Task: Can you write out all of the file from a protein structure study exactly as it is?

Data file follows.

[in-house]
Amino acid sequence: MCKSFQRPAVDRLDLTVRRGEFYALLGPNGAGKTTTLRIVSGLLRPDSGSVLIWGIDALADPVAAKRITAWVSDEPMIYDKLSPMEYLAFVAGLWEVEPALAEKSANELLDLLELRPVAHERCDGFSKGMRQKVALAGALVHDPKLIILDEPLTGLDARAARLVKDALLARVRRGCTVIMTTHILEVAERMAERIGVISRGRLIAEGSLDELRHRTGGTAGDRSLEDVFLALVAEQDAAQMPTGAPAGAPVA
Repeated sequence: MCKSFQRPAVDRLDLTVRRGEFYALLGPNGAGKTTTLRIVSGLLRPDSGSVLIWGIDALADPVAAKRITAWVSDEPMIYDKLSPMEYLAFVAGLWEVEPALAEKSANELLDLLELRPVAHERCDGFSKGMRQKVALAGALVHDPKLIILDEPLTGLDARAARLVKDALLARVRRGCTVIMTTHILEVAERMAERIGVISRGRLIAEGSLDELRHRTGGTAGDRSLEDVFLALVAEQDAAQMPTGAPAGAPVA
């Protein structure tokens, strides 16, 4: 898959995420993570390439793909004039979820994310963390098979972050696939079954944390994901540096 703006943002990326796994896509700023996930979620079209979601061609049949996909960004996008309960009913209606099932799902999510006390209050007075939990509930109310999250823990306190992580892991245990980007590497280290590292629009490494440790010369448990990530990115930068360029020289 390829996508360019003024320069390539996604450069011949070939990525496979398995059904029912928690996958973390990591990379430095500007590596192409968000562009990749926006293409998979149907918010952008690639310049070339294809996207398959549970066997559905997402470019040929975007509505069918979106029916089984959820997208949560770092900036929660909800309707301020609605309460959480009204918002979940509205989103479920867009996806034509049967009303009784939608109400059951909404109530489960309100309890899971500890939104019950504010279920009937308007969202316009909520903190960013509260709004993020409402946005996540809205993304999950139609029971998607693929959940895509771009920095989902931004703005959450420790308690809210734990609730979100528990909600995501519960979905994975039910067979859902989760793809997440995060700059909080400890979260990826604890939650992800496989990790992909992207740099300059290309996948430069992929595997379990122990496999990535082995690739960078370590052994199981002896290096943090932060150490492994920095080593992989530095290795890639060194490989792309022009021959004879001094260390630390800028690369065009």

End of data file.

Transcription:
[in-house]
Amino acid sequence: MCKSFQRPAVDRLDLTVRRGEFYALLGPNGAGKTTTLRIVSGLLRPDSGSVLIWGIDALADPVAAKRITAWVSDEPMIYDKLSPMEYLAFVAGLWEVEPALAEKSANELLDLLELRPVAHERCDGFSKGMRQKVALAGALVHDPKLIILDEPLTGLDARAARLVKDALLARVRRGCTVIMTTHILEVAERMAERIGVISRGRLIAEGSLDELRHRTGGTAGDRSLEDVFLALVAEQDAAQMPTGAPAGAPVA
Repeated sequence: MCKSFQRPAVDRLDLTVRRGEFYALLGPNGAGKTTTLRIVSGLLRPDSGSVLIWGIDALADPVAAKRITAWVSDEPMIYDKLSPMEYLAFVAGLWEVEPALAEKSANELLDLLELRPVAHERCDGFSKGMRQKVALAGALVHDPKLIILDEPLTGLDARAARLVKDALLARVRRGCTVIMTTHILEVAERMAERIGVISRGRLIAEGSLDELRHRTGGTAGDRSLEDVFLALVAEQDAAQMPTGAPAGAPVA
């Protein structure tokens, strides 16, 4: 898959995420993570390439793909004039979820994310963390098979972050696939079954944390994901540096 703006943002990326796994896509700023996930979620079209979601061609049949996909960004996008309960009913209606099932799902999510006390209050007075939990509930109310999250823990306190992580892991245990980007590497280290590292629009490494440790010369448990990530990115930068360029020289 390829996508360019003024320069390539996604450069011949070939990525496979398995059904029912928690996958973390990591990379430095500007590596192409968000562009990749926006293409998979149907918010952008690639310049070339294809996207398959549970066997559905997402470019040929975007509505069918979106029916089984959820997208949560770092900036929660909800309707301020609605309460959480009204918002979940509205989103479920867009996806034509049967009303009784939608109400059951909404109530489960309100309890899971500890939104019950504010279920009937308007969202316009909520903190960013509260709004993020409402946005996540809205993304999950139609029971998607693929959940895509771009920095989902931004703005959450420790308690809210734990609730979100528990909600995501519960979905994975039910067979859902989760793809997440995060700059909080400890979260990826604890939650992800496989990790992909992207740099300059290309996948430069992929595997379990122990496999990535082995690739960078370590052994199981002896290096943090932060150490492994920095080593992989530095290795890639060194490989792309022009021959004879001094260390630390800028690369065009």